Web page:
Take That, Prop 8

California could set a precedent for other states that don't yet have gay marriage laws

Yesterday, California’s ban on same-sex marriage – known as Proposition 8 – was declared unconstitutional by the 9th U.S. Circuit Court, moving the issue one step closer to the Supreme Court. And for same-sex couples in the state – and around the country – this is fantastic news.

Photo by Think Stock

Not only does the ruling echo what LGBT advocates have been saying all along – that the state’s ban is unconstitutional and that it’s wrong to “lessen the status and human dignity” of gay people, it also gives fuel to the idea that those who say voters should decide the fate of a civil rights issue is dangerous, especially since California approved Prop 8 in 2008 by a very narrow margin (52 percent).

Such civil rights issues are usually decided on a federal level – such as the case of women’s right to vote. When states like New Jersey attempted to will it to voters (all male voters, at the time) it, too, was struck down – only to be affirmed years later on a federal level.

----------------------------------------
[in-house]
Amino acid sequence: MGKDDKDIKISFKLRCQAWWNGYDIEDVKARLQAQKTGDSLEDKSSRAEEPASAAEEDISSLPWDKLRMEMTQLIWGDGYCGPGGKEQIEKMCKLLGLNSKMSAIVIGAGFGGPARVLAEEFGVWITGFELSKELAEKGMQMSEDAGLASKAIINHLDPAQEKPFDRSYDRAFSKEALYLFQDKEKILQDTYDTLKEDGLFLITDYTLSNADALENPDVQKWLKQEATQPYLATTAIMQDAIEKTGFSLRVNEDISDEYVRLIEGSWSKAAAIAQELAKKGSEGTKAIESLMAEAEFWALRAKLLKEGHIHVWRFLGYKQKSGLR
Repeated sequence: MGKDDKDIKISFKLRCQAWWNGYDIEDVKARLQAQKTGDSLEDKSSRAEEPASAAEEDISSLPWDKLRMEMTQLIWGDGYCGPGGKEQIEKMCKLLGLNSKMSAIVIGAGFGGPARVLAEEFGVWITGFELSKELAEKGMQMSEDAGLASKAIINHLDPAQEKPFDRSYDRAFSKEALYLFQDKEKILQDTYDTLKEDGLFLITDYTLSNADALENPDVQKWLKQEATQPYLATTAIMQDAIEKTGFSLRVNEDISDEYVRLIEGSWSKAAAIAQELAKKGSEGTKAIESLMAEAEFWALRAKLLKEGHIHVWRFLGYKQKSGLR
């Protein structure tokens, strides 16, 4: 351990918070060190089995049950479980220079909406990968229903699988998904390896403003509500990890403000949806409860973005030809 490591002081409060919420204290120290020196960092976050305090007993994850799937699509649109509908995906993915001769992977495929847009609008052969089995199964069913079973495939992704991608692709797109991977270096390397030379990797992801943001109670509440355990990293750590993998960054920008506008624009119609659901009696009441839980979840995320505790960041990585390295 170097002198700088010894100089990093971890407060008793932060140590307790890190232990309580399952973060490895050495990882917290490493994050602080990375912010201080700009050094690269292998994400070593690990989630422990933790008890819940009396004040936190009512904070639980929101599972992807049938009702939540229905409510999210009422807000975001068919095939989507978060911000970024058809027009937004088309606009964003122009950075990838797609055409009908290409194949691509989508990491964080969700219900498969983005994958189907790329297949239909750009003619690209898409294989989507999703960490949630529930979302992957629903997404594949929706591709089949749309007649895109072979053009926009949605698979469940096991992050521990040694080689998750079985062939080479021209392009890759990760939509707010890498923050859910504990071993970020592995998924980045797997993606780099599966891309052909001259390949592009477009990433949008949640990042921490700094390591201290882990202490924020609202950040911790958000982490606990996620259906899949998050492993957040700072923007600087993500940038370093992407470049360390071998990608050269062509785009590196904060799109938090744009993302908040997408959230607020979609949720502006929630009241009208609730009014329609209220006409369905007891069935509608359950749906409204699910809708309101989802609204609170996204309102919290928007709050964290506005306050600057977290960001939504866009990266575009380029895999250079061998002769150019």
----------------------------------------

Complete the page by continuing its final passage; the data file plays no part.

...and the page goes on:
Advocates are asking for the same of marriage equality.

That the justices decided that the law has no other purpose but to discriminate is a significant message to send throughout California and beyond.

So what does it really mean?

The LGBT community and the gay marriage debate has entered new territory as of yesterday. This is the first time a federal appeals court has repealed a state’s decision to outlaw same-sex marriage and it could usher in similar measures elsewhere.

There are currently nine states that have a civil union law – and they include Delaware, Hawaii, Illinois, New Jersey and Rhode Island. Currently, New Jersey is debating whether it should allow voters to decide the fate of gay marriage. But this Prop 8 decision could change all of that if this latest dissent can be shown as precedent. And the dissent is strongly worded:

“All parties agree that Proposition 8 had one effect only. It stripped same-sex couples of the ability they previously possessed to obtain from the State, or any other authorized party, an important right – the right to obtain and use the designation of  “marriage” to describe their relationships. Nothing more, nothing less.”

Could this make history? Definitely. And for same-sex couples in California, it already has.